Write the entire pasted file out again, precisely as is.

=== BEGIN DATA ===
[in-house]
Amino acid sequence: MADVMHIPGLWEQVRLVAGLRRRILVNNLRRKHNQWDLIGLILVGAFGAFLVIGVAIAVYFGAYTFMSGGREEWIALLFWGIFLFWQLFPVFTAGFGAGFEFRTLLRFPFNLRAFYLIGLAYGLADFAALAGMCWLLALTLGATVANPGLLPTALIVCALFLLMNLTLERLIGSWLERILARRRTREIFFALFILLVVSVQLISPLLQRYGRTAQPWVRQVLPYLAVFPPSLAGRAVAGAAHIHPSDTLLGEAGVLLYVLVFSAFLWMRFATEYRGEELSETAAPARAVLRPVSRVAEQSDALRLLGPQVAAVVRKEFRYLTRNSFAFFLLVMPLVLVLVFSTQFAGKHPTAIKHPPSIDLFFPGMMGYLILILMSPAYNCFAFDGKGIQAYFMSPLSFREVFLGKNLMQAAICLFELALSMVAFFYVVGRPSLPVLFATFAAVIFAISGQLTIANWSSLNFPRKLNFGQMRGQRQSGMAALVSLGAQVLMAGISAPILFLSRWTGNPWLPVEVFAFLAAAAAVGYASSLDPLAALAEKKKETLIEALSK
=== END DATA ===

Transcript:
[in-house]
Amino acid sequence: MADVMHIPGLWEQVRLVAGLRRRILVNNLRRKHNQWDLIGLILVGAFGAFLVIGVAIAVYFGAYTFMSGGREEWIALLFWGIFLFWQLFPVFTAGFGAGFEFRTLLRFPFNLRAFYLIGLAYGLADFAALAGMCWLLALTLGATVANPGLLPTALIVCALFLLMNLTLERLIGSWLERILARRRTREIFFALFILLVVSVQLISPLLQRYGRTAQPWVRQVLPYLAVFPPSLAGRAVAGAAHIHPSDTLLGEAGVLLYVLVFSAFLWMRFATEYRGEELSETAAPARAVLRPVSRVAEQSDALRLLGPQVAAVVRKEFRYLTRNSFAFFLLVMPLVLVLVFSTQFAGKHPTAIKHPPSIDLFFPGMMGYLILILMSPAYNCFAFDGKGIQAYFMSPLSFREVFLGKNLMQAAICLFELALSMVAFFYVVGRPSLPVLFATFAAVIFAISGQLTIANWSSLNFPRKLNFGQMRGQRQSGMAALVSLGAQVLMAGISAPILFLSRWTGNPWLPVEVFAFLAAAAAVGYASSLDPLAALAEKKKETLIEALSK